Councillors Douglas Campbell and Laura Brennan-Whitefield lend their support to the campaign
People in Ayr were today (18 September 2017) reminded that human trafficking is closer to home than they think.
Free manicures were offered in the town's High Street as part of the campaign to highlight the different industries in which potential cases of human trafficking have been reported.
Ayr was recently named as one of the 27 locations in Scotland where victims of human trafficking have been identified in Scotland in the past five years – and the campaign took to the streets in a bid to encourage people to recognise the signs and report any concerns they may have.
Latest figures show there were 1501 potential victims of trafficking identified in Scotland in 2016 – a 52 per cent increase since 2013.
Recent research reveals that 702 per cent of people surveyed believe that human trafficking relates to sexual exploitation – however the campaign is aiming to change perceptions and highlight forced labour can happen in a range of industries including nail bars, car washes, construction and fisheries.
The campaign is being backed by organisations including Police Scotland, Migrant Help and Trafficking Awareness Raising Alliance (TARA) who are working collaboratively to support victims of human trafficking and target those who control, abuse and exploit others.
The agencies have highlighted some of the signs of human trafficking can include workers being withdrawn, scared and not willing to talk, with an appearance of being unkempt, badly nourished, or appearing to be controlled by another person.
Cabinet Secretary for Justice Michael Matheson said:
"Human trafficking is a complex crime which involves adults and children being traded and exploited for personal benefit. It is an abuse of human rights which causes victims lasting physical and psychological damage.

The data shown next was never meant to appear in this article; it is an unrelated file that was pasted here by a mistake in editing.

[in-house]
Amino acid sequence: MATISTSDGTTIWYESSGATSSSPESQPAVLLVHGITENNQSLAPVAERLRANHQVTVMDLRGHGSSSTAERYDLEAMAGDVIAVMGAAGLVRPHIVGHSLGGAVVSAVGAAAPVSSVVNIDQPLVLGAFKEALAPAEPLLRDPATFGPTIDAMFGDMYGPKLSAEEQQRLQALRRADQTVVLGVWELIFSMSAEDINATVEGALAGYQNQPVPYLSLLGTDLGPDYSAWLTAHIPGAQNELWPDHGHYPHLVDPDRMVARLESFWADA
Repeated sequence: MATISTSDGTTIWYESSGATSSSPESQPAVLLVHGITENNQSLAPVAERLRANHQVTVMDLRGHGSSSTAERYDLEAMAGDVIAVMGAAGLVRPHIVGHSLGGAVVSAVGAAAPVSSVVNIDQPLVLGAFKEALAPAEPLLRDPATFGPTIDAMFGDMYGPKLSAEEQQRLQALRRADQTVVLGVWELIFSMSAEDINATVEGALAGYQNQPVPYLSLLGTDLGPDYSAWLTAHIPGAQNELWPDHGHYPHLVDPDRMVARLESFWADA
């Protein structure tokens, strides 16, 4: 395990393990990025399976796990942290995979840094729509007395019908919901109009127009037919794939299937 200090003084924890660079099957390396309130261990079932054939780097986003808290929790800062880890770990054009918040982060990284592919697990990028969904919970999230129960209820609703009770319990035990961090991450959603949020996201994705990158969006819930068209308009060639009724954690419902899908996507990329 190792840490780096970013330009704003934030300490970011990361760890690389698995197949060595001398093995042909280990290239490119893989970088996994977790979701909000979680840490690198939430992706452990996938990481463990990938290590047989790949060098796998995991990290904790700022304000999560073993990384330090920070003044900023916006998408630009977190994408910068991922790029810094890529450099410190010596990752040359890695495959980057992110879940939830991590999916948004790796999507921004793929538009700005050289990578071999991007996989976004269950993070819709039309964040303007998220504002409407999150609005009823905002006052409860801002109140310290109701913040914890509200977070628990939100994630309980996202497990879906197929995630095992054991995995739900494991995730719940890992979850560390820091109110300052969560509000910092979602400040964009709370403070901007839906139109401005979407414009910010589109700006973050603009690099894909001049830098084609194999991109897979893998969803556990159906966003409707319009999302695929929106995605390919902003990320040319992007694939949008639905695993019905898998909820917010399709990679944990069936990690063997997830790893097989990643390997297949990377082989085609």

"We want to make people aware of the different industries in which human trafficking can happen so we can start to effectively tackle this crime and stop this abhorrent abuse of human rights.
"I would encourage anyone who has concerns to report them to help bring human trafficking to an end in Scotland."
South Ayrshire Council Leader, Councillor Douglas Campbell, said:
"Human trafficking is not something that any of us should tolerate in a modern society and we all have a part to play in eradicating it from our communities. That's why I very much welcome this national campaign and encourage people and communities across South Ayrshire to lend their support and make a difference.
"It's something that has the potential to affect all areas and all people – men, women, adult, child – and, if by raising awareness, we can save one person from being exploited and used in this way, then that will be a success.
"Please don't assume it doesn't happen here, please don't assume it happens to other people – please visit the Modern Slavery Helpline website and find out how you can play your part."
For information on the signs of human trafficking and to report concerns visit www.modernslaveryhelpline.org/scotland.